One-third of companies do not have a minimum age restriction on driving for work, while one-fifth don’t have a policy for young drivers, according to a survey by Fleet Safety Forum (FSF).
However, Department for Transport figures reveal that while only 8% of driver licence holders are aged 17-24, this age group accounts for 17% of drivers involved in crashes and 24% of drivers injured or killed in crashes.
FSF, part of safety charity Brake, says policies targeting young drivers reduce vehicle repair costs and insurance premiums.
It surveyed more than 100 companies about young driver policies, including: minimum age restriction, risk assessments and training.
Most companies (80%) have at least one policy; 67% have a minimum age restriction although for 26% of them that was their only targeted policy.
However, fleets need to be careful not to fall foul of the law if they introduce restrictive policies based on age alone.
According to ACAS, “it is unlawful to discriminate because of age, unless a company can justify the differences of treatment”.
It added: “If the company wanted to introduce an age restriction because of the insurance fees, it would have to justify why and give evidence to support this and if there was any alternative or less discriminatory approach it could have taken.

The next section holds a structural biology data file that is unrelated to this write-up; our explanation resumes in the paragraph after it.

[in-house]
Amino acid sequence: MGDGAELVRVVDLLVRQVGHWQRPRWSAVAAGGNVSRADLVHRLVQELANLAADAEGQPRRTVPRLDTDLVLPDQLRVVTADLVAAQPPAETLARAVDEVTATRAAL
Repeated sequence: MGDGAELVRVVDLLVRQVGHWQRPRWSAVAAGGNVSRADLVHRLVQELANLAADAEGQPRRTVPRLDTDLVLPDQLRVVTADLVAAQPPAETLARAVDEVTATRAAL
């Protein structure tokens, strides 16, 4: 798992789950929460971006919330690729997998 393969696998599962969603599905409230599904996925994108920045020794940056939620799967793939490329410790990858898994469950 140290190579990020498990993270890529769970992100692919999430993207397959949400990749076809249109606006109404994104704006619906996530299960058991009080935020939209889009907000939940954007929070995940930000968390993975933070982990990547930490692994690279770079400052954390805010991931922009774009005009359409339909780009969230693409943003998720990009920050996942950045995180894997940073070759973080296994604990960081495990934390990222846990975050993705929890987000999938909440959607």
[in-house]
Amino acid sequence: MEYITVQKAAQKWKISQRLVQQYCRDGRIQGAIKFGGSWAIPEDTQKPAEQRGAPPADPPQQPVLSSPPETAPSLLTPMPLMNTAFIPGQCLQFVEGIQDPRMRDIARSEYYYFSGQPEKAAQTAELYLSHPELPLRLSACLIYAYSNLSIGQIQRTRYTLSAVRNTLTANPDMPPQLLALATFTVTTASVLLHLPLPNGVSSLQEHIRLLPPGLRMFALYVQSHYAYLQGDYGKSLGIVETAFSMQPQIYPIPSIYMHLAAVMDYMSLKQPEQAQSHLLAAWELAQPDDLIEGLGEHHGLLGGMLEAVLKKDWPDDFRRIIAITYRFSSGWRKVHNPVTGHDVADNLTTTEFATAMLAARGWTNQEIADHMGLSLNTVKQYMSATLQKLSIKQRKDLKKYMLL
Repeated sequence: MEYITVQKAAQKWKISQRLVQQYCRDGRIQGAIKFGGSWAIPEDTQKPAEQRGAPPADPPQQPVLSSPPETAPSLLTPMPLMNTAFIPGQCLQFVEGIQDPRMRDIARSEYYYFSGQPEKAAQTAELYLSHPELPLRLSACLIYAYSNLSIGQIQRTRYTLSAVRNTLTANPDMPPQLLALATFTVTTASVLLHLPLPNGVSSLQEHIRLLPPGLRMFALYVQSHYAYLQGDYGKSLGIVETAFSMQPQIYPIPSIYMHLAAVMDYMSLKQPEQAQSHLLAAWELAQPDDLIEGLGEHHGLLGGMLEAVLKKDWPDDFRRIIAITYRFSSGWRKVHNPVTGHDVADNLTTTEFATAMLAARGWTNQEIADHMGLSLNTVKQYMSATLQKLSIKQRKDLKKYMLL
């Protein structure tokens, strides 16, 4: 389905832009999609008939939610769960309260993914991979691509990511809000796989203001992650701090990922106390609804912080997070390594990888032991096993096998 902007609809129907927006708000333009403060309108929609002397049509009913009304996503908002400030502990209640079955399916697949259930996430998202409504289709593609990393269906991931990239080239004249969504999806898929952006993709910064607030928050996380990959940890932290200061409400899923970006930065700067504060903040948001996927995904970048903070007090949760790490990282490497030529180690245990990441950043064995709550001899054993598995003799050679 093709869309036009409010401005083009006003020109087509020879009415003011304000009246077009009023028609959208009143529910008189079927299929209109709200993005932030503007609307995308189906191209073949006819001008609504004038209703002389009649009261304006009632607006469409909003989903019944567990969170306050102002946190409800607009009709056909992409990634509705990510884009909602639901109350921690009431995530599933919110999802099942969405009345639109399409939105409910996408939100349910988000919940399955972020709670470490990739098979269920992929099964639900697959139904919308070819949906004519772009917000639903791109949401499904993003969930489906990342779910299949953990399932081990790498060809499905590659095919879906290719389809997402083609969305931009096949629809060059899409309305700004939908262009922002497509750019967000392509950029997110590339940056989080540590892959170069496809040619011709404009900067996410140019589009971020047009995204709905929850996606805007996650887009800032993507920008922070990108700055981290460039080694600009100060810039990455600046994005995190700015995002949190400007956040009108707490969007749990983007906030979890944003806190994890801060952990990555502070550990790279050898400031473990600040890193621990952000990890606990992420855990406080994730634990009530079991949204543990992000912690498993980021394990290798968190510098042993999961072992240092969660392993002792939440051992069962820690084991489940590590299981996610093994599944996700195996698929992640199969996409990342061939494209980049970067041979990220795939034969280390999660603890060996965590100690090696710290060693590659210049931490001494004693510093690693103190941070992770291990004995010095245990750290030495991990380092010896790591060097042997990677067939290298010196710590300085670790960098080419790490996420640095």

“The company ought to consider the degree to which any increase on a premium to a younger driver is offset by savings it might have from older employees because, as a rule of thumb, it is not lawful to discriminate on the grounds of cost alone.”
The Environment Agency was forced to change its policy after a legal challenge.
Head of fleet Dale Eynon explained: “We did charge a higher excess for accidents with younger drivers. We got challenged under the equality act and have now removed that because we had to prove that within our fleet there was a higher accident rate among younger drivers. We didn’t have the stats to prove it so we stopped it.”
As an alternative, companies could specify experience rather than age. This approach is taken by Fleet News parent Bauer, which specifies a minimum of six months’ driving experience.
The FSF survey also found that just 29% of companies had risk assessments tailored to younger drivers while 27% had specific training.
Of the 33% that didn’t have a driving age restriction in place, fewer than 5% reported having any other policy targeting young drivers.
Rob Cummings, policy adviser for the Association of British Insurers, said: “Care should be taken in adding a young driver to fleet policies, particularly as they have a poor safety record which can push up the annual premium or command a much higher excess in the event of a claim.”
Royal Mail analysed collision rates by driver age through its Zero Accident Programme (ZAP). Drivers aged 17-25 accounted for 7% of collisions during 2009/10, but made up only 5% of its driving population. The company trialled a RoSPA classroom-based training course with in-vehicle training aimed at drivers in this age group who had been involved in at least one collision.
Monitoring and evaluation pre- and post-training showed a 56% reduction in the collision rate for the drivers who attended the training.